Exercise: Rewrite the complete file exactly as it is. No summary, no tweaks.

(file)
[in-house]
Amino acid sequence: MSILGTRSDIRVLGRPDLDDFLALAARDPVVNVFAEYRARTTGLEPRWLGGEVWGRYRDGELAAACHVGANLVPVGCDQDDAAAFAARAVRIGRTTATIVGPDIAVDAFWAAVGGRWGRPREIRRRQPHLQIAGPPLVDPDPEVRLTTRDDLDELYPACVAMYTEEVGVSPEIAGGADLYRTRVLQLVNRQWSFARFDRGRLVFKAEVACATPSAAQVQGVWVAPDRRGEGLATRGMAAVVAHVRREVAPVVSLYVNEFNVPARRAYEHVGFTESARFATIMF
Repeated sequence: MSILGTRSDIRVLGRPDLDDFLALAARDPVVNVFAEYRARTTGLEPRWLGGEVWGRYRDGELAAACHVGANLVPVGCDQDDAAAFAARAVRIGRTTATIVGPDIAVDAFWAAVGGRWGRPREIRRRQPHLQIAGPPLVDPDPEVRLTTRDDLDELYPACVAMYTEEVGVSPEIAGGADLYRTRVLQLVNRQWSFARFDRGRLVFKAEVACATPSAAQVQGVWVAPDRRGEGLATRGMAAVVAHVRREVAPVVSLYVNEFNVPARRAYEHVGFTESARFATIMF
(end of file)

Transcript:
[in-house]
Amino acid sequence: MSILGTRSDIRVLGRPDLDDFLALAARDPVVNVFAEYRARTTGLEPRWLGGEVWGRYRDGELAAACHVGANLVPVGCDQDDAAAFAARAVRIGRTTATIVGPDIAVDAFWAAVGGRWGRPREIRRRQPHLQIAGPPLVDPDPEVRLTTRDDLDELYPACVAMYTEEVGVSPEIAGGADLYRTRVLQLVNRQWSFARFDRGRLVFKAEVACATPSAAQVQGVWVAPDRRGEGLATRGMAAVVAHVRREVAPVVSLYVNEFNVPARRAYEHVGFTESARFATIMF
Repeated sequence: MSILGTRSDIRVLGRPDLDDFLALAARDPVVNVFAEYRARTTGLEPRWLGGEVWGRYRDGELAAACHVGANLVPVGCDQDDAAAFAARAVRIGRTTATIVGPDIAVDAFWAAVGGRWGRPREIRRRQPHLQIAGPPLVDPDPEVRLTTRDDLDELYPACVAMYTEEVGVSPEIAGGADLYRTRVLQLVNRQWSFARFDRGRLVFKAEVACATPSAAQVQGVWVAPDRRGEGLATRGMAAVVAHVRREVAPVVSLYVNEFNVPARRAYEHVGFTESARFATIMF